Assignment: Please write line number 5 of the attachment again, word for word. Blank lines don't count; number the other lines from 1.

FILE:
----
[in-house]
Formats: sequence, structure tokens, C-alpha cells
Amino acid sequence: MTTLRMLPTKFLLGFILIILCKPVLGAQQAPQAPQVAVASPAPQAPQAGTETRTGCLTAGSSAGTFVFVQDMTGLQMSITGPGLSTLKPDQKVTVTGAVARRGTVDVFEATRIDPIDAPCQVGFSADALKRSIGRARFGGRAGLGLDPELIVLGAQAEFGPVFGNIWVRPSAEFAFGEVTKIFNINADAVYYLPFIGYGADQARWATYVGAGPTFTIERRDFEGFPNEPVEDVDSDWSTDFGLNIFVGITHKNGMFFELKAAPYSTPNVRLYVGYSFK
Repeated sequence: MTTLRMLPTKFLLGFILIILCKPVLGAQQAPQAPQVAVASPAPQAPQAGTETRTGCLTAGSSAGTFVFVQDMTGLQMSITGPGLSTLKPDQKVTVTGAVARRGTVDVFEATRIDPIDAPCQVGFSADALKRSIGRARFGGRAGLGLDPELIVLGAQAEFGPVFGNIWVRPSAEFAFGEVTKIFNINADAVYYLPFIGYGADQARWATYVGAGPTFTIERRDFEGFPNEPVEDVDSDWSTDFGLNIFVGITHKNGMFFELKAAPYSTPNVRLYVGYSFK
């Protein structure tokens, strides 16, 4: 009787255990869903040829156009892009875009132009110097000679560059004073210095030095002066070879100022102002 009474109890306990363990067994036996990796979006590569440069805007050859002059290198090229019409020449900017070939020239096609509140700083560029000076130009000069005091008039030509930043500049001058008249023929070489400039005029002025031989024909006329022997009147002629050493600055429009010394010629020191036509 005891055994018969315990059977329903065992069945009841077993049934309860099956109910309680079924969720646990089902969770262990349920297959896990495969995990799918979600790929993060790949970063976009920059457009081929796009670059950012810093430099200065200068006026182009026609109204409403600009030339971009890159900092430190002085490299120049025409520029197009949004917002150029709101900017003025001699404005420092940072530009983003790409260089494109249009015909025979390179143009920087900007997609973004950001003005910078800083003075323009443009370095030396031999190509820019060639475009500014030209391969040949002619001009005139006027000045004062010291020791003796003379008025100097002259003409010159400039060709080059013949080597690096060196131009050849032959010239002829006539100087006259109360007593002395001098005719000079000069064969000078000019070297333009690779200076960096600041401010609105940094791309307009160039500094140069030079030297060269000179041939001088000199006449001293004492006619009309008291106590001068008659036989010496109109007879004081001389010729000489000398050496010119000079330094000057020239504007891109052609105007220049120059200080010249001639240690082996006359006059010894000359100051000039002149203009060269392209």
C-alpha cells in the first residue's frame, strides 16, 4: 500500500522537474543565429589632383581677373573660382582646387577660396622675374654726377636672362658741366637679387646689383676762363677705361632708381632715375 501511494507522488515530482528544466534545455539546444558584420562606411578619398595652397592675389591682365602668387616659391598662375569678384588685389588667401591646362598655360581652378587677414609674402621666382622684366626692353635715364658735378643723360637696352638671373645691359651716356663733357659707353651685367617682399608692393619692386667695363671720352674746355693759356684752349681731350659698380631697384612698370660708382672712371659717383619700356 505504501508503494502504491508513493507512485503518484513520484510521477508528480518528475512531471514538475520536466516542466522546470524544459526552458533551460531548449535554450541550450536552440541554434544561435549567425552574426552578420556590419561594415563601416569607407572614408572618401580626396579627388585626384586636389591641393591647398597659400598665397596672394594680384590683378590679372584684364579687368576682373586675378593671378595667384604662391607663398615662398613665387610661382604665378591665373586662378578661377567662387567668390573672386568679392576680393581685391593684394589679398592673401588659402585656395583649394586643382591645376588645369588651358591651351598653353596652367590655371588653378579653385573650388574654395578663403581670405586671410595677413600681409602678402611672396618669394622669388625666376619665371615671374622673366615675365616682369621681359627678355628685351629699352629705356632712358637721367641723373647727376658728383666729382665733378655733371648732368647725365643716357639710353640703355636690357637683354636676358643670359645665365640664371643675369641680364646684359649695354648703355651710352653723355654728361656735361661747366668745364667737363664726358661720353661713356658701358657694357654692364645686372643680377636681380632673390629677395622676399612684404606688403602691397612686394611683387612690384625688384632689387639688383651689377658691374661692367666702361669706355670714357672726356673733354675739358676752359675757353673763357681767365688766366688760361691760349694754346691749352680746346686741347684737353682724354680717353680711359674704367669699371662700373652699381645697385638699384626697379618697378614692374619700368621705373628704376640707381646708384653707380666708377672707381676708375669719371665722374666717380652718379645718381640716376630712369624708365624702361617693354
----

């Protein structure tokens, strides 16, 4: 009787255990869903040829156009892009875009132009110097000679560059004073210095030095002066070879100022102002 009474109890306990363990067994036996990796979006590569440069805007050859002059290198090229019409020449900017070939020239096609509140700083560029000076130009000069005091008039030509930043500049001058008249023929070489400039005029002025031989024909006329022997009147002629050493600055429009010394010629020191036509 005891055994018969315990059977329903065992069945009841077993049934309860099956109910309680079924969720646990089902969770262990349920297959896990495969995990799918979600790929993060790949970063976009920059457009081929796009670059950012810093430099200065200068006026182009026609109204409403600009030339971009890159900092430190002085490299120049025409520029197009949004917002150029709101900017003025001699404005420092940072530009983003790409260089494109249009015909025979390179143009920087900007997609973004950001003005910078800083003075323009443009370095030396031999190509820019060639475009500014030209391969040949002619001009005139006027000045004062010291020791003796003379008025100097002259003409010159400039060709080059013949080597690096060196131009050849032959010239002829006539100087006259109360007593002395001098005719000079000069064969000078000019070297333009690779200076960096600041401010609105940094791309307009160039500094140069030079030297060269000179041939001088000199006449001293004492006619009309008291106590001068008659036989010496109109007879004081001389010729000489000398050496010119000079330094000057020239504007891109052609105007220049120059200080010249001639240690082996006359006059010894000359100051000039002149203009060269392209």